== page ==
David Philipps’ New York Times article “A Mustang Crisis Looms in the West” (3/22/20) requires correction for falsely blaming degradation of public lands in the West on wild horses, in both the headline and the body of the article.
Data and maps from the Bureau of Land Management (BLM) conclusively show private livestock, not wild horses, are overwhelming public lands in the West, both in grazing territory and sheer numbers (relative to wild horses).
Compare the green areas showing BLM livestock grazing allotments (on the left) to the light blue areas showing BLM wild horse Herd Management Areas (on the right). This clearly shows that wild horses aren’t all over public lands in the West (as both Mr. Philipps and his sources claim), but cattle are.
On the Challis HMA referred to in Philipps’ article, 185 wild horses (BLM number) have at times been outnumbered by over 6,000 cows according to the BLM’s Rangeland Administration System (BLM grazing management reports).
The BLM counts a cow/calf pair as only ONE animal, so the graph below shows the ACTUAL number of cattle (both cows and calves) on the Challis HMA (in red), as compared to numbers of wild horses (in blue):
The numbers of cattle and grazing periods are from the BLM’s Rangeland Administration System (RAS). The numbers of cattle have been reduced on these charts based on the percentage of the grazing allotment on the HMA. The numbers of wild horses are based on BLM’s low AML (Apppropriate Management Level).
The BLM claims there are 177 Herd Management Areas in the West, but only 160 of these have any wild horses or burros on them. The wild horses & burros on these HMAs are being squeezed out by livestock grazing and oil and gas leases.
The real crisis, and degradation to public lands, is caused by the BLM allowing huge numbers of privately owned livestock to graze on public lands. Ranchers fiercely fight to not lower the numbers of their livestock, since many get bank loans based on their BLM grazing allotments (public lands).
According to a report by WildEarth Guardians titled Mortgaging Our Natural Heritage:
“Former Secretary of the Interior Bruce Babbitt has written that federal public lands livestock grazing ‘is the most damaging use of public land,’ and reams of scientific studies support that assertion.
Federal public lands grazing is also among the most expensive public lands boondoggles foisted on American taxpayers. The Government Accountability Office determined that federal grazing programs cost at least $144 million annually (minus grazing fees). A separate economic study conducted by independent and BLM economists found that the direct and indirect costs of BLM and Forest Service public lands grazing are probably much higher, between $500 million and $1 billion per year.”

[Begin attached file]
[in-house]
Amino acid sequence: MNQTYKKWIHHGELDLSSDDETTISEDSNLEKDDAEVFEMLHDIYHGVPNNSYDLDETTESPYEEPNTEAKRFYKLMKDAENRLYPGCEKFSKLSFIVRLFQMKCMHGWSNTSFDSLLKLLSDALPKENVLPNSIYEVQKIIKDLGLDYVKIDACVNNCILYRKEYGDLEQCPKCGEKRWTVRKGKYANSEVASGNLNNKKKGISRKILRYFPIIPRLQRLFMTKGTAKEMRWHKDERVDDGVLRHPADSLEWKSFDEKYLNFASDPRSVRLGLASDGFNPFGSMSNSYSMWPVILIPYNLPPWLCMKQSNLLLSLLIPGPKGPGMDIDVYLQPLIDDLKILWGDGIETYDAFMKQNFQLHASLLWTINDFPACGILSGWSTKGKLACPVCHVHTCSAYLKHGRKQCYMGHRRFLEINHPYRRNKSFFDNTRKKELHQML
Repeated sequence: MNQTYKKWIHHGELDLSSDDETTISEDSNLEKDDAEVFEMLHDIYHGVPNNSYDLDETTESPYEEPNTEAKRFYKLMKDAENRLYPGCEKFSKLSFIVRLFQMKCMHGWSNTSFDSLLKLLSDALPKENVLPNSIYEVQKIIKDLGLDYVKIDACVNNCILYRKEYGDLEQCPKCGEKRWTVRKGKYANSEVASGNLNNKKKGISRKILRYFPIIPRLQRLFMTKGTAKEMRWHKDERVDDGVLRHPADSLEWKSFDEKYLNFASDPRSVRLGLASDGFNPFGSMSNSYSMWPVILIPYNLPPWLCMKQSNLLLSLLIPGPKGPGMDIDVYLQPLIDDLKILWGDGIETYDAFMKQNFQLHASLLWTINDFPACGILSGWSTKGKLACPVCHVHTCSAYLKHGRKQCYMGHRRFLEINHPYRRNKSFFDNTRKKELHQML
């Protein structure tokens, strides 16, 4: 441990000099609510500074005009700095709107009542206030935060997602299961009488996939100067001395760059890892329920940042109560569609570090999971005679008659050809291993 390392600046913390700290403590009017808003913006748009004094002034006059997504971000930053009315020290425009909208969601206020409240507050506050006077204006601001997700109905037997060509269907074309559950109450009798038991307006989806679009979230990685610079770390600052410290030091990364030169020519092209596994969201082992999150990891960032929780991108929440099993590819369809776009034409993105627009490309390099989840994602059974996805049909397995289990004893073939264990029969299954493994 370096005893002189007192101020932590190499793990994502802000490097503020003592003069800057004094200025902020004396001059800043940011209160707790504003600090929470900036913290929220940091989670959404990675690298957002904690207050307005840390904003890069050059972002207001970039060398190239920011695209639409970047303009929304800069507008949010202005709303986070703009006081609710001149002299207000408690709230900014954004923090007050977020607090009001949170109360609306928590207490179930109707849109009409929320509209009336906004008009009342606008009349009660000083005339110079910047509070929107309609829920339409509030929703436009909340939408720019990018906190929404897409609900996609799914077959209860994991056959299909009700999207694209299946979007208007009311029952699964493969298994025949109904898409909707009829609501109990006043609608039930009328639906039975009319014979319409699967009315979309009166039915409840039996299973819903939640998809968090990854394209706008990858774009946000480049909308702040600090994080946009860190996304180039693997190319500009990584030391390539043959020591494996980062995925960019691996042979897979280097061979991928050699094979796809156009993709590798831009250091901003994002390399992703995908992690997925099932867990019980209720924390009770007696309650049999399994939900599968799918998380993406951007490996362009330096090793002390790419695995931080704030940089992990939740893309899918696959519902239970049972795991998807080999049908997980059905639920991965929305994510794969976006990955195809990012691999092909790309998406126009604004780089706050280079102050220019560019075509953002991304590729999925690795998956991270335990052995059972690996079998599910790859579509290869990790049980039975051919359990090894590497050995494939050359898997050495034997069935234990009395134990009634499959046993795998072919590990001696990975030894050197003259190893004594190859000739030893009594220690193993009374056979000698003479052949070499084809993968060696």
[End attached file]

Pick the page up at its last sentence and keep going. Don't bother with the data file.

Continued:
Philipps quoted a rancher, Jackie Ingram, who “shared 168,700 acres of public land with the mustang herds for 46 years.” (Note, ONE rancher has privately owned livestock grazing on 168,700 acres of public land.)
Philipps then adds “In some years, she said, the wild horses left so little grass to eat that other wildlife disappeared, and her family had to cut back their cattle herd.”
According to the BLM’s Rangeland Administration System (BLM’s records on livestock grazing on public lands that are available to the public online), authorization #1100700 for Gary and Jackie Ingram, there is no indication that any AUMs (forage allowed per animal per month) have been suspended.
Ingram grazes cattle on 2 allotments on this HMA. On one allotment, the Warm Springs allotment, she grazes 490 cattle for three and a half months a year on 98% public land. Since the BLM counts a cow/calf pair as only one animal, in actuality, Ingram likely grazes 980 cattle.
The BLM only allows 185-253 wild horses on the Challis Herd Management Area, so on 2 grazing allotments, Ingram’s privately owned cattle eat about as much, or more forage, than all of the wild horses eat on the entire HMA during the year.
The real “crisis” looming in the West is due to huge numbers of privately owned livestock grazing on public lands.
Here is the article that Philipps wrote: https://www.nytimes.com/2020/03/22/us/mustang-crisis-west.html